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Cybercriminals adopt con-artist tactics to trick unsuspecting Kiwis

Fuseworks Media
Fuseworks Media

Cybercriminals are stepping up their game in New Zealand with a combination of cybercrime strategies and telephone tactics straight out of the con-artists playbook.

Author of the book 'She'll Be Right (Not!) - a cybersecurity guide for Kiwi business owners - SMB cybersecurity expert Daniel Watson advises Kiwis not to be surprised when they get scam calls from people with New Zealand accents pretending to be their bank’s fraud team.

"There is a lot of identifying data on Kiwis, from various breaches, that is for sale on the dark web. The scammers use that collection of data to manipulate vital accounts like your phone company and bank."

Watson said the latest thing is for scammers to compile enough information about you to then pass themselves off as you and convince your phone company to block outgoing calls and texts from your phone, so you can’t call your bank.

Next they will try to persuade your bank to set up a phone banking account. But because the bank uses two factor authentication, the scammers are forced to call you to get the one-off code the bank sends.

"They inject urgency into the call and they sound like Kiwis. They pretend to be the fraud team from your bank trying to block a suspicious transaction. They will ask you for the authentication code by pretending they sent it to you in the first place, purportedly to verify your identity.

"The combination of these factors can be enough to panic people into parting with vital information, purportedly to halt the so-called 'suspicious activity."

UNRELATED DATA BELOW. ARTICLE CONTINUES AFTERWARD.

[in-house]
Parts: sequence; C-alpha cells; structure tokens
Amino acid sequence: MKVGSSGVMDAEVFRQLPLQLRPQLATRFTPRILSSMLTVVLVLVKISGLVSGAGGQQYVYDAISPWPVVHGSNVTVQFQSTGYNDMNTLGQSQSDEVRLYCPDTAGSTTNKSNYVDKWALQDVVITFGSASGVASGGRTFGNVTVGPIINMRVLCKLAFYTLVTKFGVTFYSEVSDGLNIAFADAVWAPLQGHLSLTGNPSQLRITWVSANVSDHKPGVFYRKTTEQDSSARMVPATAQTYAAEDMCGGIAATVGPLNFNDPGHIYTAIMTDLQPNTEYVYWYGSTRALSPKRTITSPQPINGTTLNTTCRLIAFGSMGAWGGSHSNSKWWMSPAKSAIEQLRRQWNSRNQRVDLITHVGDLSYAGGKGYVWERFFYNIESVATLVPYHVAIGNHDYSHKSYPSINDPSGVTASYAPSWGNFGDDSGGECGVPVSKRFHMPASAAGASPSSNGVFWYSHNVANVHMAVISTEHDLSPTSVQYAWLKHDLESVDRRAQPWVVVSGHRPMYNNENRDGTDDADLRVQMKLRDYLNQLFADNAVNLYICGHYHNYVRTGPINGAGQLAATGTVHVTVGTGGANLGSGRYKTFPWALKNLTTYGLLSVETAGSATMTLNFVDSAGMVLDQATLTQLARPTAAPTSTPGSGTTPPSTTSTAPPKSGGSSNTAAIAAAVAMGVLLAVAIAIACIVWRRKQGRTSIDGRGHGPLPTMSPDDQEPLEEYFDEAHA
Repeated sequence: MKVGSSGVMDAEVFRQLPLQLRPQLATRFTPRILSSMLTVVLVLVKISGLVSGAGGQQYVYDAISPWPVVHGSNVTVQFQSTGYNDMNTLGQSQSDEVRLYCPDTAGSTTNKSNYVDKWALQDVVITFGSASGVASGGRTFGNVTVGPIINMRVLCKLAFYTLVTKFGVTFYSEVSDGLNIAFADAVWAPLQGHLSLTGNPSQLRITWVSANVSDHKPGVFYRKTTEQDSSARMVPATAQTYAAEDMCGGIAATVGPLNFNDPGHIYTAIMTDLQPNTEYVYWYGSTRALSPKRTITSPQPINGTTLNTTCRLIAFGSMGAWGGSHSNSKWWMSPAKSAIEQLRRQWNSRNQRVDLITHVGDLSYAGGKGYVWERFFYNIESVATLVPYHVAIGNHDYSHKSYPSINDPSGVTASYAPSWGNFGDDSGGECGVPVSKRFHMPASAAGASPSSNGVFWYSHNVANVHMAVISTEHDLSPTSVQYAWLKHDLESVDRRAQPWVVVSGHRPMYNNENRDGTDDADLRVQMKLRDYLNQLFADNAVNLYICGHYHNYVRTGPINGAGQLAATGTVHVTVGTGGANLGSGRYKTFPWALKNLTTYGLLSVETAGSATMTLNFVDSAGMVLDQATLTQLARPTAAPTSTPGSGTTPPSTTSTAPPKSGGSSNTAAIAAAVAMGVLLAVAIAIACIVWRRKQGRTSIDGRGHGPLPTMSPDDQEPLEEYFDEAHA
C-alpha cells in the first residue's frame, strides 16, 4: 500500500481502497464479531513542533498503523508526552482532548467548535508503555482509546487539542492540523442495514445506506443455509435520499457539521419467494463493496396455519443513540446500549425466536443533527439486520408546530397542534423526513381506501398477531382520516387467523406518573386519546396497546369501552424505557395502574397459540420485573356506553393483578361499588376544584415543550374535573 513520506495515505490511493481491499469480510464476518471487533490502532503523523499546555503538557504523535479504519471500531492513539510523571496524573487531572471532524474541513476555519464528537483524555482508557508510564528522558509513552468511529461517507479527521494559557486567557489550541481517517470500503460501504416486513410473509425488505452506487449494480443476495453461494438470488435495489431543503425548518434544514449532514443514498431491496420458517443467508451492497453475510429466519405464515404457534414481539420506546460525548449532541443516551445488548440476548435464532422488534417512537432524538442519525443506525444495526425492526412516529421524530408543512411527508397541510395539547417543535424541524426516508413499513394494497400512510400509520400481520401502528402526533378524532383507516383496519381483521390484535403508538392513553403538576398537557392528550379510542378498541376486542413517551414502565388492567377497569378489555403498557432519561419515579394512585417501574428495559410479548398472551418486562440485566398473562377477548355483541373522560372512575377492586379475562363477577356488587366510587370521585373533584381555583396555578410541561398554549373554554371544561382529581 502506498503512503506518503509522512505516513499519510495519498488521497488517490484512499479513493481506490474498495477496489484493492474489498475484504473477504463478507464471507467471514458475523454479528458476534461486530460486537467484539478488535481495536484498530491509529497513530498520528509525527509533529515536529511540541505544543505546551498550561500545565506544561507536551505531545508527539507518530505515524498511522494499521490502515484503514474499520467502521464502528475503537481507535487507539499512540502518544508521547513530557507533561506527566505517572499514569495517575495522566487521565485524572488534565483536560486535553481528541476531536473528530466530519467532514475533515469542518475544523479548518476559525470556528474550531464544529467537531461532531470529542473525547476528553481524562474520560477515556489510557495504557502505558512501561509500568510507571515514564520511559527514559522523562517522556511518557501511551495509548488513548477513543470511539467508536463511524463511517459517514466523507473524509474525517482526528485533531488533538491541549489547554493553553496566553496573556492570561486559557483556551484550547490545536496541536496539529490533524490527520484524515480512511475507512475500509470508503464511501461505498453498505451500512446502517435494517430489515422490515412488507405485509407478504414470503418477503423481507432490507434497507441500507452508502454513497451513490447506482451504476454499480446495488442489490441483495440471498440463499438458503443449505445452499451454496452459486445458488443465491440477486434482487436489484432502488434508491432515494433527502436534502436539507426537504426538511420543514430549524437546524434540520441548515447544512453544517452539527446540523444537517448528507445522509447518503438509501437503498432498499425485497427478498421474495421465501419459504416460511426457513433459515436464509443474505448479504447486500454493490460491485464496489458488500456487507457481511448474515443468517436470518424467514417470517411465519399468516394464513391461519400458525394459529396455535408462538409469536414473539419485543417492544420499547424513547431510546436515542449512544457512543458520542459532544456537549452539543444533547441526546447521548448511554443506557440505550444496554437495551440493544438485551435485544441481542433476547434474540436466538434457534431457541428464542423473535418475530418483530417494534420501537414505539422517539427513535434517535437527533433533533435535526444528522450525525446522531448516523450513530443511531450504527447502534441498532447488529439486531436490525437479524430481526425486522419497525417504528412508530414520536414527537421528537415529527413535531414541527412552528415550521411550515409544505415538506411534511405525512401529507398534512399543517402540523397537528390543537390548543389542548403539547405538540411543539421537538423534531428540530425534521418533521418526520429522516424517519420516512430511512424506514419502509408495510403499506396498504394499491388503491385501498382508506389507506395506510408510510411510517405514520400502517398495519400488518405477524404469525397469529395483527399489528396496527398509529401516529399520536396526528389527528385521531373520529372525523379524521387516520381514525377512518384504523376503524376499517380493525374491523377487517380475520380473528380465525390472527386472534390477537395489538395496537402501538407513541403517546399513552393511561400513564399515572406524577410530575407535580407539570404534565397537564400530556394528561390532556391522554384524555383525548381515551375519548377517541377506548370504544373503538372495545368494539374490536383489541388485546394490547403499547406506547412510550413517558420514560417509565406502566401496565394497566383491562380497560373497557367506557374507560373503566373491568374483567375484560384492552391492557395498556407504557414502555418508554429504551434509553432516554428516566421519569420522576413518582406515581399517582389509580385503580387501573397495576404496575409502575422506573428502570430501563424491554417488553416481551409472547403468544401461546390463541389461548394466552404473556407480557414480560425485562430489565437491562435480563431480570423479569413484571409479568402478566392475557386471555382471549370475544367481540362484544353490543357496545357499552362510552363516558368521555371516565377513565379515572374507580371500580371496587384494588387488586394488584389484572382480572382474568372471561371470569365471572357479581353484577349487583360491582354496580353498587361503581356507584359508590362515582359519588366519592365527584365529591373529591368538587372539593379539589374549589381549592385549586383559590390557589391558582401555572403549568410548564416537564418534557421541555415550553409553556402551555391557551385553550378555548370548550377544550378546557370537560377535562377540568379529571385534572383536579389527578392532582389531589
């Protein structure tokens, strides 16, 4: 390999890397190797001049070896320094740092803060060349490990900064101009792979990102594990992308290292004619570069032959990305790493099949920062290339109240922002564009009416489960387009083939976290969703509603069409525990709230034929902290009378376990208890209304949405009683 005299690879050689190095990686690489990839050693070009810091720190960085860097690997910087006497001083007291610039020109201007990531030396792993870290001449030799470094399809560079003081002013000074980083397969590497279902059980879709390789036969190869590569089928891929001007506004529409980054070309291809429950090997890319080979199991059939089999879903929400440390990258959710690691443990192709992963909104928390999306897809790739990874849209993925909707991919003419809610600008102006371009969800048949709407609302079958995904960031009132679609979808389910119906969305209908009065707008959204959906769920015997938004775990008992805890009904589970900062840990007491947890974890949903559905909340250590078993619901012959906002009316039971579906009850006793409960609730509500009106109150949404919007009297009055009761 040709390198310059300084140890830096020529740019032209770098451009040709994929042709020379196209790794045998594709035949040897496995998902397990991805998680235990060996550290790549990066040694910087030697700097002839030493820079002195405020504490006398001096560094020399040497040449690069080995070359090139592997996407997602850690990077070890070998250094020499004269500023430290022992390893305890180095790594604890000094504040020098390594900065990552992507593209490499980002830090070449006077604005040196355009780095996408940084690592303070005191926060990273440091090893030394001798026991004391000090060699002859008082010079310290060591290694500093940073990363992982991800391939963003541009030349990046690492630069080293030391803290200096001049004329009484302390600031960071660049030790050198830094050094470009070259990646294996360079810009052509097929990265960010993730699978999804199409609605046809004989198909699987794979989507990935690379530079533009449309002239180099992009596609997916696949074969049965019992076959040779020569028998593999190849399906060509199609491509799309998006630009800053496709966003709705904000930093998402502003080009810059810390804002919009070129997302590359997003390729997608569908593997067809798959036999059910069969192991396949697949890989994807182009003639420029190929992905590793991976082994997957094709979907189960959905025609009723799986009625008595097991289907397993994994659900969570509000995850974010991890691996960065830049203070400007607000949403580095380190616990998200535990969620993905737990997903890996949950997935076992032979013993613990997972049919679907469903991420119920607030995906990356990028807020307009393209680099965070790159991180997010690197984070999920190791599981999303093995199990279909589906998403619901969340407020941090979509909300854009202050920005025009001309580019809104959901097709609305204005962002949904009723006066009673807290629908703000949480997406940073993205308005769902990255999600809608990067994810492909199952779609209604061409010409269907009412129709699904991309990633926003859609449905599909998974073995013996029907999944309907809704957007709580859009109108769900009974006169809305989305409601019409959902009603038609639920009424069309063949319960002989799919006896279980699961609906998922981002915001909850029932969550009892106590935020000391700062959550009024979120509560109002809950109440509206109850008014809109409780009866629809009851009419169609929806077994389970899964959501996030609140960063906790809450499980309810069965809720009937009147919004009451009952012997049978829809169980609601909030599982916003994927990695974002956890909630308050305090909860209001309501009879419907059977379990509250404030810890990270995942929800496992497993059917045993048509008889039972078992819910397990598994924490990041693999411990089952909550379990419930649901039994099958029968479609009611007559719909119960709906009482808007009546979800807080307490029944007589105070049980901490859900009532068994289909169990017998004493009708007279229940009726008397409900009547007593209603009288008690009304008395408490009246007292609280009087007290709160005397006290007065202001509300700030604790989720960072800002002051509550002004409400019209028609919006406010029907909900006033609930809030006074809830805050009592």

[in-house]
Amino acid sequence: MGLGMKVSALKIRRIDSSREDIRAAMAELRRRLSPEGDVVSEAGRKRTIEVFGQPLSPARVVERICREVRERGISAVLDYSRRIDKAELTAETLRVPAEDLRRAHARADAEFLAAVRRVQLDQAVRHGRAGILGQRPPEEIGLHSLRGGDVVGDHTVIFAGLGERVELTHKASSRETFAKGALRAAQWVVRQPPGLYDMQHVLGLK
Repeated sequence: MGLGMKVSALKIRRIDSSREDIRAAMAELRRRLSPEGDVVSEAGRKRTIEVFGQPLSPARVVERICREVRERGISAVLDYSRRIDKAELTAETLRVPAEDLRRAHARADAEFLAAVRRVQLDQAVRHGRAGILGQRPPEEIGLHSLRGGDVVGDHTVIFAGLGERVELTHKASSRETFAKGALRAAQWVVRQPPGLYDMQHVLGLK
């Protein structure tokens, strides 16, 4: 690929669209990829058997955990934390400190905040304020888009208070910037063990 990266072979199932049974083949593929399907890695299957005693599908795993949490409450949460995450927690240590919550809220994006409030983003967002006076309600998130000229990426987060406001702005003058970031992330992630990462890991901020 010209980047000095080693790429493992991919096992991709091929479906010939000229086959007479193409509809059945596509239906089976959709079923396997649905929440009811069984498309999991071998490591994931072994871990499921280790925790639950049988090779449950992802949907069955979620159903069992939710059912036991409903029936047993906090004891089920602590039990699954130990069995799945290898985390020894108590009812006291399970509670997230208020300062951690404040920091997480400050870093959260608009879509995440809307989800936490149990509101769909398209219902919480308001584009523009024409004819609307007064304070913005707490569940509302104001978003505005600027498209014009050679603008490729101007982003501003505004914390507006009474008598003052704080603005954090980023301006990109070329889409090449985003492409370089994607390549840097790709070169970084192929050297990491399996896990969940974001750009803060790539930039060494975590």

Watson said most New Zealanders would recall receiving scam texts from well-known courier and logistics brands earlier this year, telling them they had a parcel waiting.

"The text messages were designed to get access to your phone, harvest essential details and then use those to persuade you to part with information that gives the criminals ways access your accounts.

"If you received one of those texts, and you clicked on the link, you need to change all of your passwords now," Watson said. "Do not trust text messages that require you to install apps on your phone."

Watson said one of his small business clients was the victim of cybercriminal activity when scammers in possession of enough personal information had the client’s mobile phone provider block outgoing calls and texts. The scammers persuaded the bank to enable telephone banking on the phone, which gave them transactional access to the person's bank account.

"Fortunately for the client, they were online when the criminals attempted to process the transactions, enabling the client to stop it. She actually watched the transactions being set-up right infront of her eyes."

He offers the following advice to help protect yourself, your staff and your business:

1. Maintain top of mind awareness

Business leaders should educate their staff on common cybercrime tactics and what to watch for, and then maintain constant awareness with regular updates.

"Your bank will never ask for your expiry date, passwords or authentication codes. Any requests for such information should set off alarm bells."

2. Install protection software

"Make sure you have robust anti-virus, malware and ransomware on all your devices.

"Also, change your passwords and don't use the same password for multiple accounts. It may seem like a pain at the time, but it will save you a lot of hurt down the line. "

3. Update your policies

"If you are in business, you need up-to-date your technology policies that very tightly prescribe how your staff interact with technology - for example, bar the downloading of unauthorised apps. Have in place incident response processes and do not browbeat staff members when they make a mistake because this may cause them to hesitate about coming forward in the future.

"If you don't live cyber security every day, you are setting a low bar."

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